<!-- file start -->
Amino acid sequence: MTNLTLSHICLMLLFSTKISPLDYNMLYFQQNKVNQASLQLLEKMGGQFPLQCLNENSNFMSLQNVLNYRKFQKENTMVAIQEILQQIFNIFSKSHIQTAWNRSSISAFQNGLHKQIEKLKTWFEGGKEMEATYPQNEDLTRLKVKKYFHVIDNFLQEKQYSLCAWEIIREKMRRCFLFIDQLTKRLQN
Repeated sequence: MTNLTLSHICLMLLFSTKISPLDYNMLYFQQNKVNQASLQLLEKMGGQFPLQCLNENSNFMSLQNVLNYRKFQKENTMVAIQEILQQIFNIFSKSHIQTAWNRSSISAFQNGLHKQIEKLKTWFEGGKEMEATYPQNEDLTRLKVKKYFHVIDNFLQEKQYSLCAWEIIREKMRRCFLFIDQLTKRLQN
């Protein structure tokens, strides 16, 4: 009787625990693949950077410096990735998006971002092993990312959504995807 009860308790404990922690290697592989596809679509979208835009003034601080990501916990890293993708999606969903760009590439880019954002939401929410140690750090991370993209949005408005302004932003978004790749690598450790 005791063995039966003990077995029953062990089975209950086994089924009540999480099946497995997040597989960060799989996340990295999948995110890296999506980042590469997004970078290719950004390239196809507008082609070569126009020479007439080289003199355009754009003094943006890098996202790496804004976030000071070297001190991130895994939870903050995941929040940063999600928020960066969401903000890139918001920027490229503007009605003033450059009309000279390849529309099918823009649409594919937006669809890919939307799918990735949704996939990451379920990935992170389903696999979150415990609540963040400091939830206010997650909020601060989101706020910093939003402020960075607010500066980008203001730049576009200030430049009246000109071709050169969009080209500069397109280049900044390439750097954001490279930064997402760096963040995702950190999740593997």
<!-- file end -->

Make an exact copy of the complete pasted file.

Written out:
Amino acid sequence: MTNLTLSHICLMLLFSTKISPLDYNMLYFQQNKVNQASLQLLEKMGGQFPLQCLNENSNFMSLQNVLNYRKFQKENTMVAIQEILQQIFNIFSKSHIQTAWNRSSISAFQNGLHKQIEKLKTWFEGGKEMEATYPQNEDLTRLKVKKYFHVIDNFLQEKQYSLCAWEIIREKMRRCFLFIDQLTKRLQN
Repeated sequence: MTNLTLSHICLMLLFSTKISPLDYNMLYFQQNKVNQASLQLLEKMGGQFPLQCLNENSNFMSLQNVLNYRKFQKENTMVAIQEILQQIFNIFSKSHIQTAWNRSSISAFQNGLHKQIEKLKTWFEGGKEMEATYPQNEDLTRLKVKKYFHVIDNFLQEKQYSLCAWEIIREKMRRCFLFIDQLTKRLQN
């Protein structure tokens, strides 16, 4: 009787625990693949950077410096990735998006971002092993990312959504995807 009860308790404990922690290697592989596809679509979208835009003034601080990501916990890293993708999606969903760009590439880019954002939401929410140690750090991370993209949005408005302004932003978004790749690598450790 005791063995039966003990077995029953062990089975209950086994089924009540999480099946497995997040597989960060799989996340990295999948995110890296999506980042590469997004970078290719950004390239196809507008082609070569126009020479007439080289003199355009754009003094943006890098996202790496804004976030000071070297001190991130895994939870903050995941929040940063999600928020960066969401903000890139918001920027490229503007009605003033450059009309000279390849529309099918823009649409594919937006669809890919939307799918990735949704996939990451379920990935992170389903696999979150415990609540963040400091939830206010997650909020601060989101706020910093939003402020960075607010500066980008203001730049576009200030430049009246000109071709050169969009080209500069397109280049900044390439750097954001490279930064997402760096963040995702950190999740593997």